Clinical Trial Explores Effectiveness of New Treatment for Patients with Bladder Cancer
Urologic cancer experts at Sylvester Comprehensive Cancer Center at the University of Miami Miller School of Medicine are leading a clinical trial study for patients with non-muscle invasive bladder cancer (NMIBC) that has failed previous therapy. The Phase 2 trial examines whether the drug ALT-803, when added to the standard of care, the Bacillus Calmette-Guérin (BCG) vaccine, can enhance treatment outcomes for recurrent bladder cancer.
The research study is being led at the University of Miami by principal investigator Mark L. Gonzalgo, M.D., Ph.D., a urologic oncologist at Sylvester, and professor and vice chairman of the Department of Urology at the Miller School. Sylvester, one of 30 sites in the U.S., is the only site in Florida currently enrolling patients in this trial.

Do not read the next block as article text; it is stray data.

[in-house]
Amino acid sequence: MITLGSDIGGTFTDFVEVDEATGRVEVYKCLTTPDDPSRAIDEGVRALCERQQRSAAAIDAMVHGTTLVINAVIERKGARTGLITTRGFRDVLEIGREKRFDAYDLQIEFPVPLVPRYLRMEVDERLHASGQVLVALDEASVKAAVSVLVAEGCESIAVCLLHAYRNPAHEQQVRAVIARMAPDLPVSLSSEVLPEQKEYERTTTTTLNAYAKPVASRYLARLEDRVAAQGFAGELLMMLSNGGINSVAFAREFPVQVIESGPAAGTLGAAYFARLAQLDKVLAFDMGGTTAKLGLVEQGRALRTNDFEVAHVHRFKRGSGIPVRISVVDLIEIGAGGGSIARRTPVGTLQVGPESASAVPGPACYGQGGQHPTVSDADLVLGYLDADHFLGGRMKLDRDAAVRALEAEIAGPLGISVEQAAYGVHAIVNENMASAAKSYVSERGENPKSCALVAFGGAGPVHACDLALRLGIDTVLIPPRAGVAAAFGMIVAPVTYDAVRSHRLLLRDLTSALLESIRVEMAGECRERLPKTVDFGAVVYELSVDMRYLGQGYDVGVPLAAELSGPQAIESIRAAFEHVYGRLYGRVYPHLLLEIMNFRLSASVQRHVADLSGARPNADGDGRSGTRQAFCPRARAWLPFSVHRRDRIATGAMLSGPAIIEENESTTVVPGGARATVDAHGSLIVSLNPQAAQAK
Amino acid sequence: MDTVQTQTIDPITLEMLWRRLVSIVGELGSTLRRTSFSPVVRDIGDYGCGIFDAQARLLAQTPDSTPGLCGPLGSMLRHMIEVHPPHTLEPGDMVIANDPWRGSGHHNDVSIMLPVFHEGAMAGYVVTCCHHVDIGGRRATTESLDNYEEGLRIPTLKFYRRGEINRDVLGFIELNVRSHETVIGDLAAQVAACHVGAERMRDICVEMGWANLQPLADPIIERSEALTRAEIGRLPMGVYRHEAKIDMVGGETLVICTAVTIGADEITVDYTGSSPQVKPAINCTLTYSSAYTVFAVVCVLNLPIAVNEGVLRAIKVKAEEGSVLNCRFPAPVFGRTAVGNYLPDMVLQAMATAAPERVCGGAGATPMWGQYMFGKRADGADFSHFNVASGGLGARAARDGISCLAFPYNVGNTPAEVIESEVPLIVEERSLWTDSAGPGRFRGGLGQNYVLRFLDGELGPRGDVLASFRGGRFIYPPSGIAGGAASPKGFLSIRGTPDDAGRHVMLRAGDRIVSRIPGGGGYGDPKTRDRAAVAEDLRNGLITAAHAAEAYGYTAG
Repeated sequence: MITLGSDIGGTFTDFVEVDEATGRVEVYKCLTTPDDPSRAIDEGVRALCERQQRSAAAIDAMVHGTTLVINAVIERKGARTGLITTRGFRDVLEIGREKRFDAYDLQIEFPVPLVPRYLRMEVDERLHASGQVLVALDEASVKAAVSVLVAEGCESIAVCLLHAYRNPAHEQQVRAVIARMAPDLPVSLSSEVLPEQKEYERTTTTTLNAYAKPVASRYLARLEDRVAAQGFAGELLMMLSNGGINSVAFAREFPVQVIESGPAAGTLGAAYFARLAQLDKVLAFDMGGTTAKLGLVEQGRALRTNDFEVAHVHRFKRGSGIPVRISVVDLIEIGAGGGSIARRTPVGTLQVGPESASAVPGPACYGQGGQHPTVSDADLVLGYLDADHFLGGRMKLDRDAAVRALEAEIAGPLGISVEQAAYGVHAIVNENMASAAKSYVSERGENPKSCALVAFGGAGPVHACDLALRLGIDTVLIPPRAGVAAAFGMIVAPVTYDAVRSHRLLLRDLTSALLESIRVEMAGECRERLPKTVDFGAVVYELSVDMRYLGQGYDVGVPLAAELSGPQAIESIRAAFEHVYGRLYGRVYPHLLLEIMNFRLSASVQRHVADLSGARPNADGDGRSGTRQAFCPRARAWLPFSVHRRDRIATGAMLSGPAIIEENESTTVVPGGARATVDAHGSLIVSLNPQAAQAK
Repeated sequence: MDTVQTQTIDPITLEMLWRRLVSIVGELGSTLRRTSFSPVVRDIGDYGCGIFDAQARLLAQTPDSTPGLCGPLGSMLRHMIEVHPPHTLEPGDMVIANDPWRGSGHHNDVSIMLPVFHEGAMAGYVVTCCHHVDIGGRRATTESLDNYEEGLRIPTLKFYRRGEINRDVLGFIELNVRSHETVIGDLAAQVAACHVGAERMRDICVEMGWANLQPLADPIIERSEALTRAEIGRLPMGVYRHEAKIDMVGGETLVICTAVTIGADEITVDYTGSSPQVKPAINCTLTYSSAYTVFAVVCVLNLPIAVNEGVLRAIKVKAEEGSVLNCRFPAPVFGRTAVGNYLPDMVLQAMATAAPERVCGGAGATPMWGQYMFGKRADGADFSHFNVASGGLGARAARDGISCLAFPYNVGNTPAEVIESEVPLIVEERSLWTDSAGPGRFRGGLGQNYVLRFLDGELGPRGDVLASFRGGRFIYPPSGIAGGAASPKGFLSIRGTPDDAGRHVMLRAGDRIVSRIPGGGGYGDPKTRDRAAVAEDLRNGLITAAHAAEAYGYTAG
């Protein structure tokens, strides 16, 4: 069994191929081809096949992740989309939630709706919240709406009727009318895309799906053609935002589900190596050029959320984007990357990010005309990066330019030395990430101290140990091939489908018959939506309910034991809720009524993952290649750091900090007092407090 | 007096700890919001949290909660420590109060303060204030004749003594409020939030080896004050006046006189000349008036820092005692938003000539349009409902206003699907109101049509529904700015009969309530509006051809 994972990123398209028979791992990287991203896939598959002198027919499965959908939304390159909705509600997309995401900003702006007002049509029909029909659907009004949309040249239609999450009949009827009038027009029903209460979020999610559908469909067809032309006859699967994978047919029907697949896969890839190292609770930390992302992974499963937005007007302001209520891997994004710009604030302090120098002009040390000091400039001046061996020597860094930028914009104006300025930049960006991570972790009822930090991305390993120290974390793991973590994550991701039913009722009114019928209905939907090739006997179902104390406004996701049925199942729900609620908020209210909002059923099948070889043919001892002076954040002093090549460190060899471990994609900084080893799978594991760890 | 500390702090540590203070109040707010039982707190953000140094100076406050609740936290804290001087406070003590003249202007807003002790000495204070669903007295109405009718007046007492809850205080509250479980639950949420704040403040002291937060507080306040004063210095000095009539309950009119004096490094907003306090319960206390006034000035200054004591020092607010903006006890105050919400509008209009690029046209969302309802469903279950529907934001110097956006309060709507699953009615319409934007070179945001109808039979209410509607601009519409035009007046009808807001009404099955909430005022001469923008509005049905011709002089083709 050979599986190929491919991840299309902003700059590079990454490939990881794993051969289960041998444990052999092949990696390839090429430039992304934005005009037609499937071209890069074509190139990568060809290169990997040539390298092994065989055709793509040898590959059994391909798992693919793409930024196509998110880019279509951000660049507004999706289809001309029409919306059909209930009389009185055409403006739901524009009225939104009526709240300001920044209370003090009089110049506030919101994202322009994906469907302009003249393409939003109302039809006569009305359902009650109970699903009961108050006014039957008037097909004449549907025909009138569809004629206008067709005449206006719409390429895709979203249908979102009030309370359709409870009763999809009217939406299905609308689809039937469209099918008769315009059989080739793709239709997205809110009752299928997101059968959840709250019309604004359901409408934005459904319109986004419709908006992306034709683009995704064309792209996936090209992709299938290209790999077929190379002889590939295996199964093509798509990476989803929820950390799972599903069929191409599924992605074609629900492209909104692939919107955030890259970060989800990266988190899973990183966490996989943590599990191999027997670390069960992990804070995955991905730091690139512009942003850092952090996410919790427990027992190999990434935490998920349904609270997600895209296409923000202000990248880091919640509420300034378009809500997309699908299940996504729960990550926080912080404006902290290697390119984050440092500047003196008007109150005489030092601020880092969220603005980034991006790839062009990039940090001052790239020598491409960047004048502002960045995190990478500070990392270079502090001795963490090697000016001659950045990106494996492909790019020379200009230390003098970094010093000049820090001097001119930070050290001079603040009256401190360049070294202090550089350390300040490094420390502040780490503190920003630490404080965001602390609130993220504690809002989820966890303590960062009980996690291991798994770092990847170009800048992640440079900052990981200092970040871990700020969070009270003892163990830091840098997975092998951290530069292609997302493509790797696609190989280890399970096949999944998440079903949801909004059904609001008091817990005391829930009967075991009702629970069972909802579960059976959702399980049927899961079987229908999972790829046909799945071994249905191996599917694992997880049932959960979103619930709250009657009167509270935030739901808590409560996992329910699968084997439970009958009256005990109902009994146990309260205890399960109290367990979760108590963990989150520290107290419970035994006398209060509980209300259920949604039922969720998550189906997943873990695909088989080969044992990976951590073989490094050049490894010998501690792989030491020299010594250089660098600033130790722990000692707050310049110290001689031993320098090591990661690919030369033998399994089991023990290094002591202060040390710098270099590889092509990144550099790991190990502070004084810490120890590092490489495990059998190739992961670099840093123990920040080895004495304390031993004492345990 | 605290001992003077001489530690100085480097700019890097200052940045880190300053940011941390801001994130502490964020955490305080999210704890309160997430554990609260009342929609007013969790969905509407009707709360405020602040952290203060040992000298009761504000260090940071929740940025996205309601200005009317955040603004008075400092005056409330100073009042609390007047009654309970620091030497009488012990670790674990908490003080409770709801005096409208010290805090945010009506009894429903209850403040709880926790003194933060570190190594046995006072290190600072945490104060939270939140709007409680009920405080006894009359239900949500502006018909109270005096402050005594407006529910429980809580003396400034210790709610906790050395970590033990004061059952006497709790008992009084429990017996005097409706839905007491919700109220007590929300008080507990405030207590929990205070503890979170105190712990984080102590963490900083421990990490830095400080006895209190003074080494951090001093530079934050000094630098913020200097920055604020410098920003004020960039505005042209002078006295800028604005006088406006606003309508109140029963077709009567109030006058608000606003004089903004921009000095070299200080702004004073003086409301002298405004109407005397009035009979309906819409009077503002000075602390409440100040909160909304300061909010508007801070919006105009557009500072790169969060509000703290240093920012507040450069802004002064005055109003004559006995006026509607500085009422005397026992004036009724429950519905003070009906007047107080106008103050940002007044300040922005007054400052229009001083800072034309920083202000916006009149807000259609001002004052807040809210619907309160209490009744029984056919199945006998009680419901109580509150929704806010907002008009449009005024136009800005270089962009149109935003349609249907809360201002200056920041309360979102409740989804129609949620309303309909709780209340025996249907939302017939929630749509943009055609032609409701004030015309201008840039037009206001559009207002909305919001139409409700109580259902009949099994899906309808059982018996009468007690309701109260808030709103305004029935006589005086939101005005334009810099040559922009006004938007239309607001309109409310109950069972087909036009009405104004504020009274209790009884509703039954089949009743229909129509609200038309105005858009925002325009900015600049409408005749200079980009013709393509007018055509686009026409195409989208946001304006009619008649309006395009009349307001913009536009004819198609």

Dr. Gonzalgo and his team are studying the safety, tolerance, and effectiveness of the ALT-803 agent, a cytokine-based immunotherapeutic investigational drug, for patients that have NMIBC, and have not responded to first-line treatment with BCG. Both medications are given in combination via a catheter as an intravesical therapy modality that flows directly into the bladder.
BCG stimulates the immune response system, and over time has proven to be a valuable agent in the treatment of bladder cancer, as well as an effective immunization for patients with tuberculosis. BCG is a standard treatment option for patients with NMIBC, however there is a global shortage of the medication due to the growing use and need for this product worldwide.
The clinical trial is a pathway for patients to receive BCG in addition to a new agent, ALT-803, to create a potentially better treatment plan and long-term positive outcomes. The use of ALT-803 gains more significance in lieu of the shortage of BCG by allowing patients access to this promising treatment.